Talk to your broker – If you haven’t got a broker, it’s highly recommended that you speak to one. It’s not as easy for self-employed people to access the mortgage criteria on consumer lending websites, so it’s a good idea to talk to a broker as early as possible about all of your options. This will take a lot of stress out of the process for you.

Talk to your accountant – After talking to a broker, you may want to talk to your accountant. If you have accounts that are being drawn up at the time you’re thinking of making an application, or just before, it might be a good idea to talk to your accountant and let them know what your mortgage goals are.

Talk to your partner (business and personal) – If you have a business partner it’s important they know what’s going on in case there are things that can be changed in the business to enhance your mortgage application.

When it comes to your personal life, it’s always important to plan for the future too. In particular, deciding how long you want to stay in a property. That way, you will be aware of the kind of fixed rates you’re realistically looking for.

Make it easy for an underwriter to tick the boxes and move on – Underwriters will usually have a lot of paperwork to go through. The easier it is for them to get the correct documents from you and tick them off, the better. In this case it pays to have any essential documents ready and waiting, in order to speed up and ease the process.

Don’t leave it to the last minute – If things are left to the last minute, you may be restricted in your choice of lender and potential rates.

Is now the time to buy if you’re self-employed?

At the moment, there have never been so many lenders looking to lend to independent professionals and the self-employed. Nick Morrey says that: “This is a bit of a knock-on effect of the recession, credit crunch and reduced transaction levels.”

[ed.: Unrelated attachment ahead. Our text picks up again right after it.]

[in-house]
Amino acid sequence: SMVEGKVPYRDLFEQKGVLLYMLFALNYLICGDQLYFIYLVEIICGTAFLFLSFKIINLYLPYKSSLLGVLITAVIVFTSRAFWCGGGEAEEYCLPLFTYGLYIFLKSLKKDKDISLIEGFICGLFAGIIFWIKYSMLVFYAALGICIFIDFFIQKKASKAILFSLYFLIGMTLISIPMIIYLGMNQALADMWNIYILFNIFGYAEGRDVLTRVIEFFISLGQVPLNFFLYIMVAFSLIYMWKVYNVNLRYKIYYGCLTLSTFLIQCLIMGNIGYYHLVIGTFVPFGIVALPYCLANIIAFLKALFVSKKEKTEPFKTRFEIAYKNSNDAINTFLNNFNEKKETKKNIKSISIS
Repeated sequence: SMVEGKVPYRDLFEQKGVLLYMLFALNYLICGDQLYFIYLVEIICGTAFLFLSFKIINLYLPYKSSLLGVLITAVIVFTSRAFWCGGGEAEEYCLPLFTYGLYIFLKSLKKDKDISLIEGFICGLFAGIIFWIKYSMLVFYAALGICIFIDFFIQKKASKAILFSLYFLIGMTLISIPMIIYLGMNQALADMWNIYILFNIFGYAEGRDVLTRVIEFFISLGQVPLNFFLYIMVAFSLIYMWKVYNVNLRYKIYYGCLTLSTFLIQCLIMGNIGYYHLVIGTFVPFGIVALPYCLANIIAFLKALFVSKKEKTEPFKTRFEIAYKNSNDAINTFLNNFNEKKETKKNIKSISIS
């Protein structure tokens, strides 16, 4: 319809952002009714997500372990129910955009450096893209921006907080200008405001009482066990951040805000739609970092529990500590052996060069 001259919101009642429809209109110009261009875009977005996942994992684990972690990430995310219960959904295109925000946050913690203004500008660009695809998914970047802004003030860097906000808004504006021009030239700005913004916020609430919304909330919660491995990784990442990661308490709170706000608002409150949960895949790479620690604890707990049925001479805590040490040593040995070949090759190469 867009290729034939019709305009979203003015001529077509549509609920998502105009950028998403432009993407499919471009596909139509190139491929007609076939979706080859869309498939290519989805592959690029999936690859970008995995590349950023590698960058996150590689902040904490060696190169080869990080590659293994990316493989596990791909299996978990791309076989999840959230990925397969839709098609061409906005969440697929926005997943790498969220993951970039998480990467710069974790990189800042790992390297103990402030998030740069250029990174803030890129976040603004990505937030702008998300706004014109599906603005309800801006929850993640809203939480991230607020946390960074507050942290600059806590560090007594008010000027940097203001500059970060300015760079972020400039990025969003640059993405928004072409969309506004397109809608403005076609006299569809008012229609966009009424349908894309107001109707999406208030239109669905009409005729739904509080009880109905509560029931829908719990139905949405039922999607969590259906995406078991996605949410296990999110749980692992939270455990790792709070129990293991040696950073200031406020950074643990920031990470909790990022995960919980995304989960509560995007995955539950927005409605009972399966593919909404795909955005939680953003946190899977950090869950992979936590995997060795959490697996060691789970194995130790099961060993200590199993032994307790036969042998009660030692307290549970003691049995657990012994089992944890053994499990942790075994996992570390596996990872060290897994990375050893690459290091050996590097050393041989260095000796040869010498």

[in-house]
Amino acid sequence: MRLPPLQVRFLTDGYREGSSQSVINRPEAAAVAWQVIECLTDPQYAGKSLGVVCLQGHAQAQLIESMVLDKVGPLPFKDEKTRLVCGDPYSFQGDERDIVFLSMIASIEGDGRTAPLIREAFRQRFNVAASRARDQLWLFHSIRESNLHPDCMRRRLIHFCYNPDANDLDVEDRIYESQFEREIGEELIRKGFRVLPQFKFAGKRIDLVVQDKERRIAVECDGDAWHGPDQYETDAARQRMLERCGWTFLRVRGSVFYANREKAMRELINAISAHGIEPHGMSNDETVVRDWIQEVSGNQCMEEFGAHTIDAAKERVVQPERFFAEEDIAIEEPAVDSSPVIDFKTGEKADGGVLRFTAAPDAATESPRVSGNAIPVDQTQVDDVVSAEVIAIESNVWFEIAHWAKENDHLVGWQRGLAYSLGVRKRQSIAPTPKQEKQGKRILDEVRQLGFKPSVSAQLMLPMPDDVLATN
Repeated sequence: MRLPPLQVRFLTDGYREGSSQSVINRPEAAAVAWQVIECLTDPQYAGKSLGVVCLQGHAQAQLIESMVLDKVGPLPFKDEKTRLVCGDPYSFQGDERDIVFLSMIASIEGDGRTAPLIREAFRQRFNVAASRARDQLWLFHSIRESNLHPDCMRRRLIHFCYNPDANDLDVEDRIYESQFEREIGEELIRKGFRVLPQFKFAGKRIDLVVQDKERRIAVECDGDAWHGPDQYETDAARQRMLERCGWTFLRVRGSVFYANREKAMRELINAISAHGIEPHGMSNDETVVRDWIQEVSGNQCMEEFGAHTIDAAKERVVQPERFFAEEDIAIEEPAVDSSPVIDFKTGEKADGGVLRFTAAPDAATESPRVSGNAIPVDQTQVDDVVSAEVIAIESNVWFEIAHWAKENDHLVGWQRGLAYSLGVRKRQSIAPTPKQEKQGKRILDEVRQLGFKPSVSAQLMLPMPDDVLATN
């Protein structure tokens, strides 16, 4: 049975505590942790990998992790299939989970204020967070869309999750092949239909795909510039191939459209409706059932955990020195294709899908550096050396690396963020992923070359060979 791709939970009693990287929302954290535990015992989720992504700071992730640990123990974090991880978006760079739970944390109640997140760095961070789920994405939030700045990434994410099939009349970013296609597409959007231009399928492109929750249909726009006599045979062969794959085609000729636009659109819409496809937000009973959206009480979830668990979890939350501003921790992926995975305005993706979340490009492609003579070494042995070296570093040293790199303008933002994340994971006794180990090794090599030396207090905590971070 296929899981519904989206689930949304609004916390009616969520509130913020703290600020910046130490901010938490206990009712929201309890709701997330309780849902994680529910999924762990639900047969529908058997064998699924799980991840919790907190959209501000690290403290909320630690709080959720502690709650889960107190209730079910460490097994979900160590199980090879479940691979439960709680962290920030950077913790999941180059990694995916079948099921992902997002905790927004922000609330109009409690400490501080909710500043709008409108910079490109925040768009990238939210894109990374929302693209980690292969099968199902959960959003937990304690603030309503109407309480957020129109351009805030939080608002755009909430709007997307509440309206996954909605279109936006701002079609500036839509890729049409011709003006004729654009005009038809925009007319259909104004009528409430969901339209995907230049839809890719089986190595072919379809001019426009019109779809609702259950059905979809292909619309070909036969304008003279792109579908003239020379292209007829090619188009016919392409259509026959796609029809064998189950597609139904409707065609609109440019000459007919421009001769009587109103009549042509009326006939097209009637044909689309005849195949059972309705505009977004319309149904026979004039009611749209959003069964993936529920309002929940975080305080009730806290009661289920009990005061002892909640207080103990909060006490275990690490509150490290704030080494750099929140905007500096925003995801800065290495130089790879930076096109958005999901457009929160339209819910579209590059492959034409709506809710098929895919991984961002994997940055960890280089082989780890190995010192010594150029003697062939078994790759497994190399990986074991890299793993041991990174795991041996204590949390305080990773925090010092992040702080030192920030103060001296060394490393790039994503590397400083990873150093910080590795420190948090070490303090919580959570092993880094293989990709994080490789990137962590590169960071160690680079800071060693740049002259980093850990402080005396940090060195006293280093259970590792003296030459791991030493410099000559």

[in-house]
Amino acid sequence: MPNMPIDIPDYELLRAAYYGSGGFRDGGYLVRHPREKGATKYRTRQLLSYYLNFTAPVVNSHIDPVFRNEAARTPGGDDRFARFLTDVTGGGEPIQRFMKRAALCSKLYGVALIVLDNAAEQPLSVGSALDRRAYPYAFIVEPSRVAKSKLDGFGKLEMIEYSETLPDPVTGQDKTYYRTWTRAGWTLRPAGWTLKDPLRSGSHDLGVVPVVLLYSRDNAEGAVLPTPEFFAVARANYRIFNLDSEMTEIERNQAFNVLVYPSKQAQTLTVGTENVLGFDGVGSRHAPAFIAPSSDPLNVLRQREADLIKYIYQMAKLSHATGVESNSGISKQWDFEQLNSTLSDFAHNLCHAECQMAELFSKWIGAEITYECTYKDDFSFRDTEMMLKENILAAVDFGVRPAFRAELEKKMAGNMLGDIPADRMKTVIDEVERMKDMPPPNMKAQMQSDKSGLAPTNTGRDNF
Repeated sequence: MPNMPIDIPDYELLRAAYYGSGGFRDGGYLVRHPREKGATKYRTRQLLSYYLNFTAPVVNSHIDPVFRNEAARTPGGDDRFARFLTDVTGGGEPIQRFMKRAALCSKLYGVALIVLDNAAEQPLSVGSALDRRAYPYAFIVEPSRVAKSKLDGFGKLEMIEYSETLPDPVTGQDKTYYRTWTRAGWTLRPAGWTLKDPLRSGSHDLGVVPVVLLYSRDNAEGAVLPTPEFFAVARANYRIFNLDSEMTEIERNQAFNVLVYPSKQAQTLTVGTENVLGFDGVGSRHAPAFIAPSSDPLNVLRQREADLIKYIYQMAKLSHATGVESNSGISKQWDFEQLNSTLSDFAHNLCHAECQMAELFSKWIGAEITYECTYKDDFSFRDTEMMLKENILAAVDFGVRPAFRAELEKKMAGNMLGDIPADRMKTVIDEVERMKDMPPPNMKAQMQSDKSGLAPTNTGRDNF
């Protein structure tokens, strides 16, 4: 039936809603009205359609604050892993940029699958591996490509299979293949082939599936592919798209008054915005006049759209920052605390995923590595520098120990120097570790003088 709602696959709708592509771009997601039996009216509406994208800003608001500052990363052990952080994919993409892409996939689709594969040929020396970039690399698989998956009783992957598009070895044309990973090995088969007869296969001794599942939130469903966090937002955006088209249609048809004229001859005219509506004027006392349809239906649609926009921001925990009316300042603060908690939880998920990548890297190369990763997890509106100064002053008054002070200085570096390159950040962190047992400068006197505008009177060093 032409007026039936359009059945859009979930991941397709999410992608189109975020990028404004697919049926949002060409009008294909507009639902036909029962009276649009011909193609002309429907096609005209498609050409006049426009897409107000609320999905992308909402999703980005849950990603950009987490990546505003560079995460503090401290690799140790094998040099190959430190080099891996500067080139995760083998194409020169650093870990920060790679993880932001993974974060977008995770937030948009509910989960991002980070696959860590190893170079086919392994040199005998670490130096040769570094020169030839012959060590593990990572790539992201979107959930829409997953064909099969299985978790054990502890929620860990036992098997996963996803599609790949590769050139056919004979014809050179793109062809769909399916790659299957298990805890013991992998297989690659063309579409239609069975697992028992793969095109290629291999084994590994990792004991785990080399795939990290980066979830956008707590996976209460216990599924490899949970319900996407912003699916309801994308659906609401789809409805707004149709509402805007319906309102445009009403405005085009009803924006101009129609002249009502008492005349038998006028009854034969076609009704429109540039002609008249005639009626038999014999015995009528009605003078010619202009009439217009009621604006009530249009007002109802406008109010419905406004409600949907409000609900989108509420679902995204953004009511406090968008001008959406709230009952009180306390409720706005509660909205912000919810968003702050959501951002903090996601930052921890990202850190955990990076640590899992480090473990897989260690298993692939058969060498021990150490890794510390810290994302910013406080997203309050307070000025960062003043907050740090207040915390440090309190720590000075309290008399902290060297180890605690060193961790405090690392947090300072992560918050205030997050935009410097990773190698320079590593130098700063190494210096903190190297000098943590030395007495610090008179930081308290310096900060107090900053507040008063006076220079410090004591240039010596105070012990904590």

The uncertainty around Brexit has worked to the advantage of the self-employed borrower, with more lenders appealing to this market. The market is far more mature than it was before, with more options than we’ve ever seen.

Many lenders are now looking to lend to contractors or recent start-ups. Rather than having to look at two years’ worth of accounts submitted by HMRC, lenders are using a “day-rate multiplier”. This allows the lender to work out the maximum amount that could be loaned, which usually yields a significantly higher borrowing amount.

It’s not always the same for all self-employed people. Those with more complex income arrangements can still be disregarded by mortgage providers. This is why John Charcol have partnered with IPSE. As an independent mortgage broker, it’s our job to help self-employed professionals seize any opportunities regardless of complex circumstances.

If you want to hear more, don’t hesitate to request a callback from us or speak to one of our experts now on: 0330 127 5909

Meet the author

John Charcol Logo Pos.jpg
John Charcol

The Original Independent Mortgage Broker

With offices in the City of London, Birmingham and Southampton and a network of advisers across the UK, John Charcol help clients arrange mortgages with a total value of £2 billion each year. For 40 years, each and every one of our advisers have kept themselves up to date with the mortgage market to ensure their advice helps our clients manage the present and plan for the future. The goal posts in the mortgage market are forever moving which can make it a complex and confusing world. We aim to help our clients cut through the noise and help them through the process of applying for a mortgage.